Stress, Depression, and Special Needs Parents often go hand in Hand.
Where you find one, chances are you’ll also find the other!
Parents of special needs children have a lot to worry about.
We face enormous burdens that most people will never understand.
Constant concerns about our children’s conditions as well as struggling to obtain special services, finding and keeping caregivers, battling with insurance companies, dealing with monumental medical bills, and feelings of loneliness, and isolation all take a huge toll on special needs parents’ mental and physical health!
With all that happening on a daily basis, it’s no wonder parents of special needs children are prone to stress and depression!
Most of us are so involved with the daily tasks of caring for our children’s special needs that we can’t seem to find even just one minute to care for ourselves.
Preparing special foods and diets, medicating them, changing their diapers, bathing them, managing their continuous appointment and therapy schedules, attending social outings, and engaging them in meaningful activities take up most of our waking hours!
Special needs parents are so busy that most of us probably don’t even realize when we are becoming physically and mentally exhausted until we crash and burn!
If you happen to be feeling or experiencing any of the following symptoms you are well on your way to a full blown special needs parenting burnout!
- Not being able to sleep or sleeping to much.
- Feeling fatigued or having no energy.
- Feeling inadequate to care for your special needs child.
- Having trouble concentrating or making decisions.
- Feeling hopeless.
- Feeling depressed.
- Eating too much or eating too little.
If you just shook your head yes to any of the above symptoms, I urge you to please consider the following tips for relieving stress and fighting depression.
- Make time for yourself. I know, that’s easier said than done, but your child may be eligible for respite care. Yes, I also know how hard it is to leave our precious children with strangers. I refused any respite help for years because of that fear, but when I hit a brick wall one day, I knew I had to start trusting others to care for Bethany or I would have a mental breakdown. When searching for a respite provider start with an agency that trains and does background checks on all their employees. If you just can’t bear to leave your child with a stranger though, some agencies such as ARC and Self Directed Services plans have funds available from which you can pay friends and family members to care for your child. If all else fails even locking yourself in the bathroom to read a page or two in a book or have a good cry may be all you need to catch your breath and soldier on!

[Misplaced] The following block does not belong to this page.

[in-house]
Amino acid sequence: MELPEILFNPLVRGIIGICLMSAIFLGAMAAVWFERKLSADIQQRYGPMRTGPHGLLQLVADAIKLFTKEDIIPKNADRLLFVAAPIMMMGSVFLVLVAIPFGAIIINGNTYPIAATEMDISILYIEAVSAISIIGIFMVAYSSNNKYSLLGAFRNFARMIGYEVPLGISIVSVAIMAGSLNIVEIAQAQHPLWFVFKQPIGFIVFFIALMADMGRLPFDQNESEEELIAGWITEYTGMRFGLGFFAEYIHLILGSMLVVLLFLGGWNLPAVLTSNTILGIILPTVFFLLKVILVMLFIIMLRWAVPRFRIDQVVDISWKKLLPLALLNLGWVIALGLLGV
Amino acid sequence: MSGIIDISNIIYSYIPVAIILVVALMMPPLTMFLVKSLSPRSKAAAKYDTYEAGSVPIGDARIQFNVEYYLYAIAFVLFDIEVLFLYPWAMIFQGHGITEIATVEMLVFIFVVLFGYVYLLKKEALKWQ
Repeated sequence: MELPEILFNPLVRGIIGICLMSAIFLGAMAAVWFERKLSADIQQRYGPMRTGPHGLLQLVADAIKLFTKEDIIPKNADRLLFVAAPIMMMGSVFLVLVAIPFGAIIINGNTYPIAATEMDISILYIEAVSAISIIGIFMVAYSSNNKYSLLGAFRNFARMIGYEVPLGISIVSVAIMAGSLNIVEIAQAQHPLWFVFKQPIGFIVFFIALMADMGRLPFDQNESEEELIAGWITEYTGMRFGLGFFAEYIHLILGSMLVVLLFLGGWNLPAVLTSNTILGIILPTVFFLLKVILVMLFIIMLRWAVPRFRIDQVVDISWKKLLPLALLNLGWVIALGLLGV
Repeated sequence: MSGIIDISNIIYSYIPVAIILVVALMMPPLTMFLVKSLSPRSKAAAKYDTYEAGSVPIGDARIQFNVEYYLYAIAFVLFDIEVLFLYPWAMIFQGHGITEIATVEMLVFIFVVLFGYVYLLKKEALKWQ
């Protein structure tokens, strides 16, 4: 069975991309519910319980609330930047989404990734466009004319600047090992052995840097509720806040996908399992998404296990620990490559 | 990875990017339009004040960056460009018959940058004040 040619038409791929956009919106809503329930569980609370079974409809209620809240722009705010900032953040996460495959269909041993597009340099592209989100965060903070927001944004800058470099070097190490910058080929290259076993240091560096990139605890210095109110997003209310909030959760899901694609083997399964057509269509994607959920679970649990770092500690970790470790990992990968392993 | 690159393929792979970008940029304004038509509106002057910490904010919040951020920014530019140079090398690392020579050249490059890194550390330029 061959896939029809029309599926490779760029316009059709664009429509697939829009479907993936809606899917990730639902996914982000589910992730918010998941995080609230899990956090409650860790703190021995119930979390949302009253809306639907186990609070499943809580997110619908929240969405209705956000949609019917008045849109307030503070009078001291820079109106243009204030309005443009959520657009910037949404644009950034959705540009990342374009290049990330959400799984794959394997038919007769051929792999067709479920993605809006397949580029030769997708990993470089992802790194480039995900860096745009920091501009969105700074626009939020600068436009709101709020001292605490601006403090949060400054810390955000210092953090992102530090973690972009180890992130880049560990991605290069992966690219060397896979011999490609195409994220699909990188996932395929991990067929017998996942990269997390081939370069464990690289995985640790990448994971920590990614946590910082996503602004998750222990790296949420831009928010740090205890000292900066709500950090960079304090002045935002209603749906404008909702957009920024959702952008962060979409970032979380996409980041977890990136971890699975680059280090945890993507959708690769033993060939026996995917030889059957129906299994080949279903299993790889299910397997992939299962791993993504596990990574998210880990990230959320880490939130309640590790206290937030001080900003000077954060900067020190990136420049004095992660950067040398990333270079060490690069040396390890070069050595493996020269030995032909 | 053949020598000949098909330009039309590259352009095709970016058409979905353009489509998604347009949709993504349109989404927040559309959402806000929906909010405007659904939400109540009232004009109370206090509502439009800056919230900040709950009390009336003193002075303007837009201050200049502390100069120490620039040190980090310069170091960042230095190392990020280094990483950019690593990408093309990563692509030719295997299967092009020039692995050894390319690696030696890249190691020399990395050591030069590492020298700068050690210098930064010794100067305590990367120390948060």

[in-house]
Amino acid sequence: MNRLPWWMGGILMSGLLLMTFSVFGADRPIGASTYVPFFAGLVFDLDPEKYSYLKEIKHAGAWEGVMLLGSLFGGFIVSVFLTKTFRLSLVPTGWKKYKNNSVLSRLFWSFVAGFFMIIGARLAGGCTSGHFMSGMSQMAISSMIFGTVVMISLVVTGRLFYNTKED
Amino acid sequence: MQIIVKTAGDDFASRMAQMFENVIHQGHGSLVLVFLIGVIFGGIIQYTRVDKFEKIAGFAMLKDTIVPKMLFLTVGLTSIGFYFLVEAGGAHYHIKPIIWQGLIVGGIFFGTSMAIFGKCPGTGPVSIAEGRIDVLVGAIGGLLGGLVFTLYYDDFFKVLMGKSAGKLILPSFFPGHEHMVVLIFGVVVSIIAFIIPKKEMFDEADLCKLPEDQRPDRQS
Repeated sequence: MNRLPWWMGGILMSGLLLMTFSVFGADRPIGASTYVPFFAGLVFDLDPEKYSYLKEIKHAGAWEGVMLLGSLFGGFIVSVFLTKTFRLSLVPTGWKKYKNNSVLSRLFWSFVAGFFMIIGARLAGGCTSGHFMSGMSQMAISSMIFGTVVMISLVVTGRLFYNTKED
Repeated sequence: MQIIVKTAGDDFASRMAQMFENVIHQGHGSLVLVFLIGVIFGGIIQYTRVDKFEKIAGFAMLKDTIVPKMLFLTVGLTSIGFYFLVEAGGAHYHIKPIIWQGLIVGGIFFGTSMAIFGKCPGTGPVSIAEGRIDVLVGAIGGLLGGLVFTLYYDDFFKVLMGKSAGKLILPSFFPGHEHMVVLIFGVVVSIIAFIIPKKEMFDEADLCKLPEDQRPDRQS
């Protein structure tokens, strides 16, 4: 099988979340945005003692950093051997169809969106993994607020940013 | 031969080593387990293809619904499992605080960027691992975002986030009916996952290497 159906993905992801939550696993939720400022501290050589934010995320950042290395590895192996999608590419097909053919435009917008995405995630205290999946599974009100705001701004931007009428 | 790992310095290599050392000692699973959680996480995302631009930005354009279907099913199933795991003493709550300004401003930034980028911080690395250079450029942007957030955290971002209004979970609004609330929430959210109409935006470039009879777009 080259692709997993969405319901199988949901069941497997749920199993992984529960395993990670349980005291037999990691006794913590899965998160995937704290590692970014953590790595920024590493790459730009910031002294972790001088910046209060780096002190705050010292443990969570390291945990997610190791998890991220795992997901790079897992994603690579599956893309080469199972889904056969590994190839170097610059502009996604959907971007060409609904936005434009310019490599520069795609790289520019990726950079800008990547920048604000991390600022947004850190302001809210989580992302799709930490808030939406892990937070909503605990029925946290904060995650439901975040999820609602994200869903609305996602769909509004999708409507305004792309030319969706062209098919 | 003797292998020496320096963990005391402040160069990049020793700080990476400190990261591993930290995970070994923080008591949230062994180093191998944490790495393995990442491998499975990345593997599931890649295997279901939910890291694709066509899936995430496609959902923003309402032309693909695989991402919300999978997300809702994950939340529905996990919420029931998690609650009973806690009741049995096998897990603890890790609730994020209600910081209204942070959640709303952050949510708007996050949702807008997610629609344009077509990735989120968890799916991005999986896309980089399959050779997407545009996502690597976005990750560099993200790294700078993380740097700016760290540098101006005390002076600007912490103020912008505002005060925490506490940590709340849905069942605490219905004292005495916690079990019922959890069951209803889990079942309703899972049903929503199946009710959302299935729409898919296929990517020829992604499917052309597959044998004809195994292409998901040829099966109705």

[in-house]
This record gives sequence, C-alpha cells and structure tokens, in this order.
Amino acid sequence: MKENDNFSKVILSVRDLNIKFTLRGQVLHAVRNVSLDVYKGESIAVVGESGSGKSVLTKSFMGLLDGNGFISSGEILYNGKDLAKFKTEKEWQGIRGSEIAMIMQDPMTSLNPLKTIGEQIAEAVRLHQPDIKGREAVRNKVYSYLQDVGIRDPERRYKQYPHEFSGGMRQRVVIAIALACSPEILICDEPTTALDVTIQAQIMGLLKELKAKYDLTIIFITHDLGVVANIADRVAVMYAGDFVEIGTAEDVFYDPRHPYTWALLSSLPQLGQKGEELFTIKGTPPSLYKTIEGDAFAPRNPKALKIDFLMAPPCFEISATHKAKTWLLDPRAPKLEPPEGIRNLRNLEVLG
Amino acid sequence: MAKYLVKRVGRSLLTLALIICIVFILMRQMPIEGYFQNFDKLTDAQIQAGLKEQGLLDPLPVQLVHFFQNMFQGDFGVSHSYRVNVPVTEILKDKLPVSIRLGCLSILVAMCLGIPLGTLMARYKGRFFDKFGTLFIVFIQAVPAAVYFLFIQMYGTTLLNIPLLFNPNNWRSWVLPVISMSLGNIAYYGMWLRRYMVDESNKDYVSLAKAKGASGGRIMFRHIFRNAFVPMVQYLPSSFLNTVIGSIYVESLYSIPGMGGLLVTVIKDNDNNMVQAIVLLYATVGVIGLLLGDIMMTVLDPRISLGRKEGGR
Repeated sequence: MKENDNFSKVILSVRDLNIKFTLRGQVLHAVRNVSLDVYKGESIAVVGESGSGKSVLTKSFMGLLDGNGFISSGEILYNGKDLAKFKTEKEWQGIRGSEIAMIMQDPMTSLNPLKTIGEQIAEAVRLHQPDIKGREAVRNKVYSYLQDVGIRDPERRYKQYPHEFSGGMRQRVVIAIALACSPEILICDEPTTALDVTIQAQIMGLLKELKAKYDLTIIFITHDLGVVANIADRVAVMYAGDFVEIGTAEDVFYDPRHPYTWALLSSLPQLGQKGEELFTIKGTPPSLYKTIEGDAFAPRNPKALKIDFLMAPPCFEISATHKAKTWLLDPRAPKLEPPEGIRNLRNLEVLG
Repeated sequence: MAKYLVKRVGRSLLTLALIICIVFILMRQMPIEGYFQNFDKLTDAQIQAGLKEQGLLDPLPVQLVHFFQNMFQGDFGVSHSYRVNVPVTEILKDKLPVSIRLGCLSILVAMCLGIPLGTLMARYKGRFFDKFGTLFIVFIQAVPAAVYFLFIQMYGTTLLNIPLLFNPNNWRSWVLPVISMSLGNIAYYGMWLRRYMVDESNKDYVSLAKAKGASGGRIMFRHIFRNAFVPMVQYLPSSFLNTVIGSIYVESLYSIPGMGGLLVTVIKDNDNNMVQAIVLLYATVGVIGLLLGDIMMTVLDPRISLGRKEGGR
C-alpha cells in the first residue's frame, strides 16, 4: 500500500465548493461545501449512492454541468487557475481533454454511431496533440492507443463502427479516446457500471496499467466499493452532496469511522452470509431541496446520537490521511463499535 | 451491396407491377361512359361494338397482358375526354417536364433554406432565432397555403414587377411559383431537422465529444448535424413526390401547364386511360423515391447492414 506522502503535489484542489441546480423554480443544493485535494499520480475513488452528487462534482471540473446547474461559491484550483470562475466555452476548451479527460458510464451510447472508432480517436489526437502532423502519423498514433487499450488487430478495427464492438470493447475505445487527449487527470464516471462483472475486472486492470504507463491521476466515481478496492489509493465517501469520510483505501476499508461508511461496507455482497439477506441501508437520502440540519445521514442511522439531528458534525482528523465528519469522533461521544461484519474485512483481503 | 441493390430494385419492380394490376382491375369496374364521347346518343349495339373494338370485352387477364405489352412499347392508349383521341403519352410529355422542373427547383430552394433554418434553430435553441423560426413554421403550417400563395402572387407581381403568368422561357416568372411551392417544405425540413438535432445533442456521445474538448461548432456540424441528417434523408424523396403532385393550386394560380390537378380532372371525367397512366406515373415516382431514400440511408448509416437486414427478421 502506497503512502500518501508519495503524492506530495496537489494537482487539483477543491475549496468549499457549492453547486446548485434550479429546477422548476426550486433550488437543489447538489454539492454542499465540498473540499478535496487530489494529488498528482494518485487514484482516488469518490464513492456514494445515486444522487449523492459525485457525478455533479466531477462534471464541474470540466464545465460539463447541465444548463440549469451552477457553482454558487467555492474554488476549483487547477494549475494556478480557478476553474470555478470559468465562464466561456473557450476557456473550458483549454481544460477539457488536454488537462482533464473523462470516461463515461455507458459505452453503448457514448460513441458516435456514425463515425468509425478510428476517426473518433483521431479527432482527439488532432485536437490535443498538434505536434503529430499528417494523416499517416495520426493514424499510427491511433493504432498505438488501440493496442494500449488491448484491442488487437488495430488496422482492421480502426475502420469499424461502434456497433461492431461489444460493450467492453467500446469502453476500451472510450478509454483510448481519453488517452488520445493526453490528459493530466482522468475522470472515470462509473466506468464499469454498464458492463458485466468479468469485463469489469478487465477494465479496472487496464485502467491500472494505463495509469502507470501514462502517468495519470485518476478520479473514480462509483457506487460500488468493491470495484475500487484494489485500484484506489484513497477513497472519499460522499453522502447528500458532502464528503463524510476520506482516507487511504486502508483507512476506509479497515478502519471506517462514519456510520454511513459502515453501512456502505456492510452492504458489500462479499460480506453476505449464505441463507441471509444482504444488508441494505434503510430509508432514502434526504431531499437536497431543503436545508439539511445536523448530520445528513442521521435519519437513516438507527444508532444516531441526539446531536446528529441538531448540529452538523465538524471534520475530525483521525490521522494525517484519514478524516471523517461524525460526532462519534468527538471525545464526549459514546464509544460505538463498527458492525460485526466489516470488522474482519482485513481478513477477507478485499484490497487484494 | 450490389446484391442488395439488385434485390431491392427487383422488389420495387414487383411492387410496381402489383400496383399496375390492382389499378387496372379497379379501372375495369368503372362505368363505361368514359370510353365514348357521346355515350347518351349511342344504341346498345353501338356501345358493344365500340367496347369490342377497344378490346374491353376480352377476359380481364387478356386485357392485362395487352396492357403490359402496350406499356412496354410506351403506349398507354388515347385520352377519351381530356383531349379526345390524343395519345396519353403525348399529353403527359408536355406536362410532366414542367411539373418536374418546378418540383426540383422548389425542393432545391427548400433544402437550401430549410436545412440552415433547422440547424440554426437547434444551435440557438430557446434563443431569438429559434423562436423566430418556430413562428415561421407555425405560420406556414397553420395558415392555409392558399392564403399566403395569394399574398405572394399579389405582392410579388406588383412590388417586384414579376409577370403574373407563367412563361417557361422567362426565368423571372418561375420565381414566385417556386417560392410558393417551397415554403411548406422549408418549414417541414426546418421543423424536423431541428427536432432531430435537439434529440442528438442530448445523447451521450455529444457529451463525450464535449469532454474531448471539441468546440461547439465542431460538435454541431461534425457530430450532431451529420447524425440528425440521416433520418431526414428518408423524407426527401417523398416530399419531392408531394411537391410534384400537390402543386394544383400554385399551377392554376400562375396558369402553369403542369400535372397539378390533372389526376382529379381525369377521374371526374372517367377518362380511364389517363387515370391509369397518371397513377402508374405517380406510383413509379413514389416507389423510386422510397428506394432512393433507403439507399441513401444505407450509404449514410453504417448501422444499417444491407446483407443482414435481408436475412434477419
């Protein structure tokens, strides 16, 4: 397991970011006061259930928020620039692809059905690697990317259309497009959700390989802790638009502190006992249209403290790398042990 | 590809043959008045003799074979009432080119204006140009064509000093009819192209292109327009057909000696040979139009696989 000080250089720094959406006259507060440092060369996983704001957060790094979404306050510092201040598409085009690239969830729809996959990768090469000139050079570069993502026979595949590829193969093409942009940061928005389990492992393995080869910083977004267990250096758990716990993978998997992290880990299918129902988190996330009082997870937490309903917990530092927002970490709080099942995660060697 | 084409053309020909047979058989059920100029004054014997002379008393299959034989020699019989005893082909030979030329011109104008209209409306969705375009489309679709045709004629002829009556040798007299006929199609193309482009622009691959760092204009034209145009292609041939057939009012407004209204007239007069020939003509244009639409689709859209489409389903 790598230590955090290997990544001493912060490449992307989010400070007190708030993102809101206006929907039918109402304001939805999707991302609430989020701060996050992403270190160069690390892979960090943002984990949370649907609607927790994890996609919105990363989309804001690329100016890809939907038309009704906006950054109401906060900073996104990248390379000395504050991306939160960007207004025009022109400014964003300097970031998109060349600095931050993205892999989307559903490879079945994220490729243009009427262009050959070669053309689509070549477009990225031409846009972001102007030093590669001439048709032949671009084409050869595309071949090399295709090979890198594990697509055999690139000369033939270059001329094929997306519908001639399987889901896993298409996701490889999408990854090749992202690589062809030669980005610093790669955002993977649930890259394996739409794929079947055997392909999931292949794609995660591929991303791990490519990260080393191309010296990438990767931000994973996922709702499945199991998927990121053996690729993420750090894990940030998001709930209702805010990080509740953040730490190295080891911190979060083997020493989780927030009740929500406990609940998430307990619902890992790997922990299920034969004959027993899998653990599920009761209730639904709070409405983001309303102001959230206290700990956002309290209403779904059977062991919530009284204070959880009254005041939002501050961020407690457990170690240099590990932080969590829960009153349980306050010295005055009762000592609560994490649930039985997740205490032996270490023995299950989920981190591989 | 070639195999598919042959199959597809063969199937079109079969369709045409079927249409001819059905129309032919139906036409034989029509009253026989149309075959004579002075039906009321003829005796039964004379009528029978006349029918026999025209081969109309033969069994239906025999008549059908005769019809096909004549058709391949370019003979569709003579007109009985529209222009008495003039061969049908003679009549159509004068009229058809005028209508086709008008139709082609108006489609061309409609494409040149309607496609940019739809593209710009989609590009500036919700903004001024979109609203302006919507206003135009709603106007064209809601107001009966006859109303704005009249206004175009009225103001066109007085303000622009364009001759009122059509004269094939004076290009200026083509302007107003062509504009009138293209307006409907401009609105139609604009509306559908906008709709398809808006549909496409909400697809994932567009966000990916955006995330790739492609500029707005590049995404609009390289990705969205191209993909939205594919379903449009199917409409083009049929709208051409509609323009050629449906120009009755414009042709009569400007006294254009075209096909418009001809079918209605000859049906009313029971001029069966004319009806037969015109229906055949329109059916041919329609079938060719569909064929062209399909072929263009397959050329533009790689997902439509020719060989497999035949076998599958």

- Join a support group. Meeting face to face with other parents who understand what you are going through is extremely supportive, but if you can’t physically leave the house that’s okay because there are many good online support groups. The Parent to Parent agency is an emotional and informational support group for parents of special needs kids. You can be matched up with other trained parents whose kids have the same or similar diagnoses for support. It’s a great organization! It is crucial for the mental health of special needs parents to feel that they can talk about their emotions, fears, and worries with others who understand what they are going through!
- Seek financial help through government programs. Many states have special medical programs for children with disabilities like the Medicaid Waiver which make children with disabilities eligible for medicaid even if their their parents’ income would normally make them ineligible! Your child may also be eligible for SSI payments, if parents income is under a certain amount.
- Consult with a professional. There is absolutely nothing wrong with seeking help from a licensed mental health care professional or doctor. A professional can assist you in sorting though and processing your feelings and emotions and get you back on track to feeling confident about coping with your role as a special needs parent.
Disclaimer: I am not a mental health professional or a doctor. The above information is not to be mistaken as medical advice or medical treatment. Please consult with a licensed medical doctor or mental health care professional for treatment if you are suffering with depression.
A version of this post was originally published on Feb. 4, 2015